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The government has also stressed the importance of including the teaching of life skills and value in the curriculum, and  our teachers have led the way in showing how this can be done practically with biblical integration. 
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The National Curriculum Development Centre has encouraged us in this pilot project and have asked if their directors can make a visit to the school this month to observe how teachers have implemented the curriculum.  We pray they will be encouraged to see that educational improvements can take place as we seek God for the wisdom and strength to persevere.

Friday, September 10, 2010

Double Blessings

The teachers in our schools in Kibaale were feeling very blessed this week, as they received a volunteer from Canada to help in the Special Unit class in the primary school…. as well as a heavy downpour of much needed rain.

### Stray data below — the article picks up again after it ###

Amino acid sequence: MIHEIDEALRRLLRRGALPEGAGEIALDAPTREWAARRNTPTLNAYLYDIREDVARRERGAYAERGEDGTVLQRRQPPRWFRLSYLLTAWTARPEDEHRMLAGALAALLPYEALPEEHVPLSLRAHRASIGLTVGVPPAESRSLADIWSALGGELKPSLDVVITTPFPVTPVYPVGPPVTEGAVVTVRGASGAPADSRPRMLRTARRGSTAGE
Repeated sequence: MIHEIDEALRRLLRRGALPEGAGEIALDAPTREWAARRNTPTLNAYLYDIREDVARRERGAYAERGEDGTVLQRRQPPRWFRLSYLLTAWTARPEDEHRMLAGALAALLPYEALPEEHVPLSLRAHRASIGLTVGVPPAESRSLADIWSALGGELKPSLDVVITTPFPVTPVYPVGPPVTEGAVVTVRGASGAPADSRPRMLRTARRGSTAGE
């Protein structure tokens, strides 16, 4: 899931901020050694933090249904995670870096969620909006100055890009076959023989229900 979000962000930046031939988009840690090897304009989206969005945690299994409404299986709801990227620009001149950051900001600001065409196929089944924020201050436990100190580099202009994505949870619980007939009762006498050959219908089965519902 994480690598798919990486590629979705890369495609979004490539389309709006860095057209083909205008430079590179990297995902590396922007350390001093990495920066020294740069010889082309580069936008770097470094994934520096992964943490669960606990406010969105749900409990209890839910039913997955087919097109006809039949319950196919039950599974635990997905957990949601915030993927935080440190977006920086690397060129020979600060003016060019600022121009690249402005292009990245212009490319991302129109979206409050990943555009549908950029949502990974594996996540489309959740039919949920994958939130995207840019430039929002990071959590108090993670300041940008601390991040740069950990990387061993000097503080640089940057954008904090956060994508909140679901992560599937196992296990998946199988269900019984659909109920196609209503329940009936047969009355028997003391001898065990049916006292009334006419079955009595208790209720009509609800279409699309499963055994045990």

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Natalie arrived from our church in Canada and will be helping Rosebell and Jessica, our Special Unit teachers who teach a group of students who are hearing impaired and have other learning disabilites. 

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She is already busy learning Ugandan sign language along with the students.

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This is the first week of Term 3, the last term of school for 2010.  September is also the month when the rainy season usually begins, after 3-4 months of very dry and dusty weather.  People have been praying for the rains to come, as seeds need to be put in the ground for the new growing season and water for household use is in very short supply.  As Natalie’s arrival coincided with the beginning of the rains, she is regarded as a very special visitor who will bring much blessing!